Hamish grew up in a small town outside Boston where school was the center of public life. The school system deeply valued diversity of thought, background and race by participating in a voluntary integration program and inviting students from the local Air Force Base to attend. This purposeful commitment to diversity and multiculturalism showed that if a small town like Bedford, Massachusetts, could do it, why couldn’t others?
Hamish followed his passion for equity to Lafayette College where he worked for a Pennsylvania state representative on resolving constituency issues—many that stemmed from inadequate economic opportunities. After graduating, Hamish joined Teach for America and was placed in New Haven, Connecticut, to teach kindergarten. There, he taught 62 incredibly smart and curious students how to read, write, count and work together.
After two years, Hamish recognized that to truly bring about educational equity for all of Connecticut’s children, systems and policies would have to change. Hamish attended the Maxwell School at Syracuse University to earn his master’s degree in Public Administration, and learned about state and local governance, finance and quantitative research methods. He then returned to Connecticut to work at the ZOOM Foundation, a private family foundation focused on education and the environment where he managed the foundation’s parent organizing initiative to develop sustainable parent power for education equity issues in Connecticut.
Hamish is a proud Nutmegger. He lives with his wife, Ashley, and two dogs in Hamden, Connecticut.
I aspire to be like Mr. Rogers. Here’s why:
Mr. Rogers embodied the values of humility, love and respect. He made every child, regardless of their background, feel cared for, appreciated and valued. If we are to achieve educational equity for all children in Connecticut, we must take the same approach. Like Mr. Rogers, I hope to always remain grounded in the ideal that children are our greatest asset, and that by investing in them, we are bettering this world.
“We live in a world in which we need to share responsibility. It’s easy to say ‘It’s not my child, not my community, not my world, not my problem.’Then there are those who see the need and respond. I consider those people my heroes.” – Fred Rogers
Why I love my job:
Connecticut and its students have unlimited potential. I love my job because I help folks learn about and recognize that, while we’re not currently supporting all kids well, we can and will achieve educational equity. I love working alongside passionate and powerful advocates, who work tirelessly for what they know is right: that all children, regardless of their background, have the right to a world-class education.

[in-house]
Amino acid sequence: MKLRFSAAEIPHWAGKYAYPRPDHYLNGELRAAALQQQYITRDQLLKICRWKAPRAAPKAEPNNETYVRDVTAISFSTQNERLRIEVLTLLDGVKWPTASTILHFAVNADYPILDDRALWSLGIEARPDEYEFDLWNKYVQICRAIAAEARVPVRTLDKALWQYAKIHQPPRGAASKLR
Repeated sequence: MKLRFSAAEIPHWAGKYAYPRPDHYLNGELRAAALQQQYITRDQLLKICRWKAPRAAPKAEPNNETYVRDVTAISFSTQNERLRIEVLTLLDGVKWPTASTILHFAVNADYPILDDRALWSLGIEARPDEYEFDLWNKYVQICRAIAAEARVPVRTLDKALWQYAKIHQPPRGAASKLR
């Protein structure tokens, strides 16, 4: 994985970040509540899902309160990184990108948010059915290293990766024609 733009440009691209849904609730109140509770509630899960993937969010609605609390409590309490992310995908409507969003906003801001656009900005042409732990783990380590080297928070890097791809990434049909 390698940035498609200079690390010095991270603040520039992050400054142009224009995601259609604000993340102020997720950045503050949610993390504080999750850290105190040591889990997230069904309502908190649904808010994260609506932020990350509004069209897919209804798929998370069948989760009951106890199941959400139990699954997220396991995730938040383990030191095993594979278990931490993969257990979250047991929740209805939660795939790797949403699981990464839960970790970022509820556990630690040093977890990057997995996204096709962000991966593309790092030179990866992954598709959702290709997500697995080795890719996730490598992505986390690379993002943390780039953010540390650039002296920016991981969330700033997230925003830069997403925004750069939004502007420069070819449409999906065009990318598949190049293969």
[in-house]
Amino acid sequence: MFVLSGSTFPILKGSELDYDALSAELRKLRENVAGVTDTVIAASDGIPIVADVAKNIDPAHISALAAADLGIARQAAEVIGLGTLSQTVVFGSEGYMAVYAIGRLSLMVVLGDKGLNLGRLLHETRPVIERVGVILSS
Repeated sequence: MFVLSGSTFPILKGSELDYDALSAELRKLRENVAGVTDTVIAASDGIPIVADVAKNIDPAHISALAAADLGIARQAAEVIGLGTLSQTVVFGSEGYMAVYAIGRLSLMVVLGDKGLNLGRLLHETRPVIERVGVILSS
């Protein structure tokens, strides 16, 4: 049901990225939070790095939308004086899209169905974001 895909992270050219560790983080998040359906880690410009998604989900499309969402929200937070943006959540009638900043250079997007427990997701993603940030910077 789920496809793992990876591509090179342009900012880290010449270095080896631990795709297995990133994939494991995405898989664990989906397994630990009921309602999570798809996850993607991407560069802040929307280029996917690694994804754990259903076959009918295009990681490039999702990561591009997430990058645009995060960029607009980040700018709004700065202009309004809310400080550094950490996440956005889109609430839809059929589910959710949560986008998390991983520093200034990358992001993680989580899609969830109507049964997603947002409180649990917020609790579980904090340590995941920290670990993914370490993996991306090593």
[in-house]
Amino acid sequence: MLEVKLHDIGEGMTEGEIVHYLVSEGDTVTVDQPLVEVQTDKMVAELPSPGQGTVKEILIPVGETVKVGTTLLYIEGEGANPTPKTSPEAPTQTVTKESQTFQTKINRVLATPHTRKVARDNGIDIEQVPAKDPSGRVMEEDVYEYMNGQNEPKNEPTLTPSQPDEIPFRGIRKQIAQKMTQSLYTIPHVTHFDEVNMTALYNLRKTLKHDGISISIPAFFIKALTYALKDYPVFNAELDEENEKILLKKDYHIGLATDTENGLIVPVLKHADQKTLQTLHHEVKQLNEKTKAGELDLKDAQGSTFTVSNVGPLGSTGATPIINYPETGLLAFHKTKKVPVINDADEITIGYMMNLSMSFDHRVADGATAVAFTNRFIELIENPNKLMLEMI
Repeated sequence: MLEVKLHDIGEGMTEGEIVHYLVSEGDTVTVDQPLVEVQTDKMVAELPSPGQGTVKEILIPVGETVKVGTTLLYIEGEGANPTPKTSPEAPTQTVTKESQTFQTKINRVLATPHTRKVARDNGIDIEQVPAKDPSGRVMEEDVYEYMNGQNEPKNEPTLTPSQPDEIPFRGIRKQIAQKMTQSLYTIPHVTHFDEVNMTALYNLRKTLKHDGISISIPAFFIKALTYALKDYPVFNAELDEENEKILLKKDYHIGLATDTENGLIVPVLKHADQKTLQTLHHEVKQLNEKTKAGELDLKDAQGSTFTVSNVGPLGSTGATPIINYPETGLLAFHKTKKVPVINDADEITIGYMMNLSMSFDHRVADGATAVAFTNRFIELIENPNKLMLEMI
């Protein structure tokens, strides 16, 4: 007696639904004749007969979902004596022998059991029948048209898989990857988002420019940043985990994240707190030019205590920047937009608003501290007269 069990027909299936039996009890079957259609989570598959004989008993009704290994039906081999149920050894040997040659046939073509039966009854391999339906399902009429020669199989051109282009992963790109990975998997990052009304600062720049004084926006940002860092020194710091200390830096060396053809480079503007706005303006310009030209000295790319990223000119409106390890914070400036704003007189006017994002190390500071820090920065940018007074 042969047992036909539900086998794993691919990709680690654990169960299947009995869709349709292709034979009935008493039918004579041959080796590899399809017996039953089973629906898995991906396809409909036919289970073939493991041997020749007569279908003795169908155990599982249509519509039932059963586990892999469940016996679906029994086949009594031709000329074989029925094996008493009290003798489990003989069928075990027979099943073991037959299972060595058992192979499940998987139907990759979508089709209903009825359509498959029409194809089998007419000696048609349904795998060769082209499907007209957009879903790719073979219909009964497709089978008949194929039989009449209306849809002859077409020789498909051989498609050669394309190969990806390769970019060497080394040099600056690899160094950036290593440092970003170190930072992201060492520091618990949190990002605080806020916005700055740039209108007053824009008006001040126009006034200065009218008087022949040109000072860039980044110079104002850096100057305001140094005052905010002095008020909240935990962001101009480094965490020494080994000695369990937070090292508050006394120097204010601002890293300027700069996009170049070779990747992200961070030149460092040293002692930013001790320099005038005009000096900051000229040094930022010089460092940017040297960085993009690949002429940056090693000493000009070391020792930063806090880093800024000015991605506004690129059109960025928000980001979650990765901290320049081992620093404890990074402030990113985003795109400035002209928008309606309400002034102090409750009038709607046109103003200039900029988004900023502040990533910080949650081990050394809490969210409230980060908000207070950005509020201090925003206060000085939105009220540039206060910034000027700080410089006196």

My connection to public schools:
I am a K-12 public school graduate from a school district that nurtured and supported my academic and social growth. I transferred this love of school to my work as a kindergarten teacher in New Haven where I had the privilege to teach some of the world’s smartest and hardest-working children. Now in grades four and five, they are preparing for college and career with that same tenacity and joy.
What I’m bad at:
Remembering those simple, everyday tasks. I am a dreamer and, sometimes, that means my head is in the clouds while I’m thinking about how our world could look. Whether I’ve forgotten my keys, socks or grocery list, I find myself leaving the house before I’m fully ready. Luckily, and with support from my wife, I have developed systems to ensure nothing gets lost in the shuffle!
This image represents why I work at 50CAN:
My kindergarteners always led their days with love. They’d care for each other, lend a helping hand to those in need and make the most of any experience. We need more kindergarteners in this world!
At 50CAN, there’s a palpable sense that everyone cares deeply about improving the world in which we live, especially for those who are historically marginalized. This work requires empathy, humility and, most importantly, love.